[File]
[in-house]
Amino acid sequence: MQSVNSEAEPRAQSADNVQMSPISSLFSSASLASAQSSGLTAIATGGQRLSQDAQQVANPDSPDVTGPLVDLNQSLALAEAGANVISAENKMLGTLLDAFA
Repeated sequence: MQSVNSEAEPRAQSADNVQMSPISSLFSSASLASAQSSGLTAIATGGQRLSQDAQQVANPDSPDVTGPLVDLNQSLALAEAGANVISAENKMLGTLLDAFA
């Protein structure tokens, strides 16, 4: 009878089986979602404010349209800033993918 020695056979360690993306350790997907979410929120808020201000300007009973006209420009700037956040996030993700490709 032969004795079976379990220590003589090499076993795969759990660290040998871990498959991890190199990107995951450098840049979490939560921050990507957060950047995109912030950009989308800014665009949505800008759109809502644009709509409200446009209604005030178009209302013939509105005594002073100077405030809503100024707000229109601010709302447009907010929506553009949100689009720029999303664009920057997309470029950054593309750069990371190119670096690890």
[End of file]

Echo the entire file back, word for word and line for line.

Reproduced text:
[in-house]
Amino acid sequence: MQSVNSEAEPRAQSADNVQMSPISSLFSSASLASAQSSGLTAIATGGQRLSQDAQQVANPDSPDVTGPLVDLNQSLALAEAGANVISAENKMLGTLLDAFA
Repeated sequence: MQSVNSEAEPRAQSADNVQMSPISSLFSSASLASAQSSGLTAIATGGQRLSQDAQQVANPDSPDVTGPLVDLNQSLALAEAGANVISAENKMLGTLLDAFA
């Protein structure tokens, strides 16, 4: 009878089986979602404010349209800033993918 020695056979360690993306350790997907979410929120808020201000300007009973006209420009700037956040996030993700490709 032969004795079976379990220590003589090499076993795969759990660290040998871990498959991890190199990107995951450098840049979490939560921050990507957060950047995109912030950009989308800014665009949505800008759109809502644009709509409200446009209604005030178009209302013939509105005594002073100077405030809503100024707000229109601010709302447009907010929506553009949100689009720029999303664009920057997309470029950054593309750069990371190119670096690890």